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The IUML’s application points out that following the notification of the CAA, 2019 last week, the State of Uttar Pradesh had acted immediately to send a list of around 40,000 illegal migrants to the Central Government on January 13, to be granted citizenship under the Amendment Act.
The Indian Union of Muslim League (IUML) has moved an application urging the Supreme Court to stay the operation of the Citizenship (Amendment) Act, 2019 (CAA), after it was notified to come into force on January 10, 2020.
Further, the IUML has also moved a separate application, calling on the Supreme Court to direct the Central Government to clarify whether there are plans to implement National Population Register (NPR) and National Register of Citizens (NRC), and whether the two exercises are inter-linked.
The IUML was among the first to approach the Supreme Court challenging the constitutionality of the CAA. While issuing notice in a batch of similar petitions, including IUML’s plea, last December, the Supreme Court had declined to stay the operation of the CAA before it was notified and since no rules or guidelines had been framed under it at the time.
However, the IUML’s application points out that following its notification last week, the State of Uttar Pradesh acted immediately to send a list of around 40,000 illegal migrants to the Central Government on January 13, to be granted citizenship under the Amendment Act.
In view of this, IUML's application filed through advocate Pallavi Pratap, states,
“… as seen from the prompt action taken by the State of UP in collecting the data of non-muslim illegal migrants in the State, it can be clearly seen that the process of giving citizenship under the Amendment Act to illegal migrants is already underway.”
Therefore, it has been submitted that it would be in the interest of justice to stay the operation of the CAA, including the procedures under the Amendment for grant of citizenship to illegal immigrants, since the CAA has now come into force.
In another application, the IUML has pointed out that the Government is yet to clarify it stance regarding NPR and NRC implementation across India.
“Since 2014, the Ministers of the Union Respondent including the Hon’ble Prime Minister have been giving contradictory statements on the NRC and its implementation across the country and its link to the National Population Register (NPR).”
The application goes on to cite contradictory speeches and statements made by Minister of State for Home, Kiren Rijiju, Home Minister Amit Shah, Prime Minister Narendra Modi and Minister of Heavy Industries and Public Enterprises, Prakash Javedkar.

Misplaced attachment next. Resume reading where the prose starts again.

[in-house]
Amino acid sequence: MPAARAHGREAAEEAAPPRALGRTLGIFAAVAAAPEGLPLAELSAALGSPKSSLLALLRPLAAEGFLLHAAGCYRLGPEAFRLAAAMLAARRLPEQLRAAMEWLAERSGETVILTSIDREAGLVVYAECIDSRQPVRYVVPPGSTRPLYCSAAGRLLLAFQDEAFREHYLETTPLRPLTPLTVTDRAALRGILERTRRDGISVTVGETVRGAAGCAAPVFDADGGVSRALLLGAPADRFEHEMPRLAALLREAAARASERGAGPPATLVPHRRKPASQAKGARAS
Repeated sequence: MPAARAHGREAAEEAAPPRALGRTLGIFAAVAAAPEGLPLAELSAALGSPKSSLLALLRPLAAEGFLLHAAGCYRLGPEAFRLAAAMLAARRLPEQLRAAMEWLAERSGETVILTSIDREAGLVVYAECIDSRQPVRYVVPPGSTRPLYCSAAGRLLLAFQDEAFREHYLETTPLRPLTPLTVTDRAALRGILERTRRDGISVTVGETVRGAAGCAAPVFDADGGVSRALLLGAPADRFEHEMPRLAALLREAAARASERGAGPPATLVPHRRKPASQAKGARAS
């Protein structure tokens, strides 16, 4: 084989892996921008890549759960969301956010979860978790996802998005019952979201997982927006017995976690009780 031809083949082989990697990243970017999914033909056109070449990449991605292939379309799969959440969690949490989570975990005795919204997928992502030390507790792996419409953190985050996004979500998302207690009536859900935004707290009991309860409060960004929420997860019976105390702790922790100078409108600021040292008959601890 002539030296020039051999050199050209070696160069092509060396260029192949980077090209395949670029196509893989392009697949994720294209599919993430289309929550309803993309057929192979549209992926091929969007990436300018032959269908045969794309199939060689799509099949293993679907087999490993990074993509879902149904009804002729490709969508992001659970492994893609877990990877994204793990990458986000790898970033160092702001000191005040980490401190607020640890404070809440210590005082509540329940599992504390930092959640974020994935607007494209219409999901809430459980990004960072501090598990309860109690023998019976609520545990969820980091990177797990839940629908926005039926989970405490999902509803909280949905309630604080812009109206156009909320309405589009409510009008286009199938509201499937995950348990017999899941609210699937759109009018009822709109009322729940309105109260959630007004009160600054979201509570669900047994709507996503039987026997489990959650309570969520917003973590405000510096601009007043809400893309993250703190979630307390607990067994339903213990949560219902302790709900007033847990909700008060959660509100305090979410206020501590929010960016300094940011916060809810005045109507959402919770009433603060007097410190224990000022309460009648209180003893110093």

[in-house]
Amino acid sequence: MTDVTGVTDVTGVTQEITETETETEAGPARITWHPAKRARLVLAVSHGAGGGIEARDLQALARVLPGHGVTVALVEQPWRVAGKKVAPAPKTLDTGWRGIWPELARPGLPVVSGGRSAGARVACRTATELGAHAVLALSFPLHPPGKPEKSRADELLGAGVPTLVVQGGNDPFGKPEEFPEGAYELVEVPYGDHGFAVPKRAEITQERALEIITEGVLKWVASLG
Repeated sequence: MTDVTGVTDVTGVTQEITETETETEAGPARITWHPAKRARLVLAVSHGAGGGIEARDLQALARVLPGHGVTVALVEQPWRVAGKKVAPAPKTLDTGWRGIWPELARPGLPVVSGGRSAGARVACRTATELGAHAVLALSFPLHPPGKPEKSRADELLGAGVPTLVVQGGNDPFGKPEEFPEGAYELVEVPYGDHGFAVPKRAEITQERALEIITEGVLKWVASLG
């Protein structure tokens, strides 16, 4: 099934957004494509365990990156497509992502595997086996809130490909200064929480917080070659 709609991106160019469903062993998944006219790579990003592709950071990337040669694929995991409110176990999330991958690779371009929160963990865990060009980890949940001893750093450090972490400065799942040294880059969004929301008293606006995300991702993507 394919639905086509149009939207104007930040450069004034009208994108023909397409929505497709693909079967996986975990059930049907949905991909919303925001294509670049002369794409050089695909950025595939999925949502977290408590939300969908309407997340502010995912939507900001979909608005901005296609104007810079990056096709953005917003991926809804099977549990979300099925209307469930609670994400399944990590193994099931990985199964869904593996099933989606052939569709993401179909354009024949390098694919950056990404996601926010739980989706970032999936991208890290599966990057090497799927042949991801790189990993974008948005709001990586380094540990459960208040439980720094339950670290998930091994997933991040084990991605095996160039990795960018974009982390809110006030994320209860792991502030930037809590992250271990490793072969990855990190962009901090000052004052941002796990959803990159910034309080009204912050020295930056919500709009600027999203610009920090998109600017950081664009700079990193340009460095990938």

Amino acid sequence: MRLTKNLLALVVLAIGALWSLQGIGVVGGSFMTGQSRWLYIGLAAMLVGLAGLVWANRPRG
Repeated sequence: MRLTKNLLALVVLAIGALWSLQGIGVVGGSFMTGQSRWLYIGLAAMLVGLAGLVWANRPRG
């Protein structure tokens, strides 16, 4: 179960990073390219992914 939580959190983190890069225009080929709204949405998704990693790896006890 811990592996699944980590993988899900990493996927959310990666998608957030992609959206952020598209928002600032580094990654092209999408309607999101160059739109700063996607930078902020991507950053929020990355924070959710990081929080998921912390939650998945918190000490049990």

To light of the same, IUML has submitted,
“… such contradictory statements given by the ministers of the Union Respondent are creating a widespread confusion and panic among the people at large. Therefore the Respondent Union most clarify their stand and halt any proceedings in relation to the said NRC and NPR process till the present writ is pending before this Hon’ble Court.”
The application adds that even when the provision concerning the NRC, Section 14A of the Citizenship Act, 1955 was added in 2004, it did not mandate a nationwide NRC.
“The same was in respect with the border states, where the problem of illegal migrants exist. The rest of the country does not face any such problems.”
Cumulatively, the IUML has presented the following four prayers before the Supreme Court by the two applications:
That the Supreme Court stay the operation of the notification dated 10.1.2020 issued by the Union of India directing the coming into force of the provisions of the Citizenship Amendment Act, 2019 from 10.1.2020 till the disposal of the plea challenging the validity of the Amendment;
That the Supreme Court should direct the Central Government to clarify whether the NRC and the NPR exercises are linked;
That the Supreme Court direct the Central Government to clarify whether a pan India NRC will be prepared.
That the Supreme Court direct the Central Government to put a hold on the exercises to prepare the NRC or NPR during the pendency of the plea challenging the constitutionality of the CAA
[Read the Applications]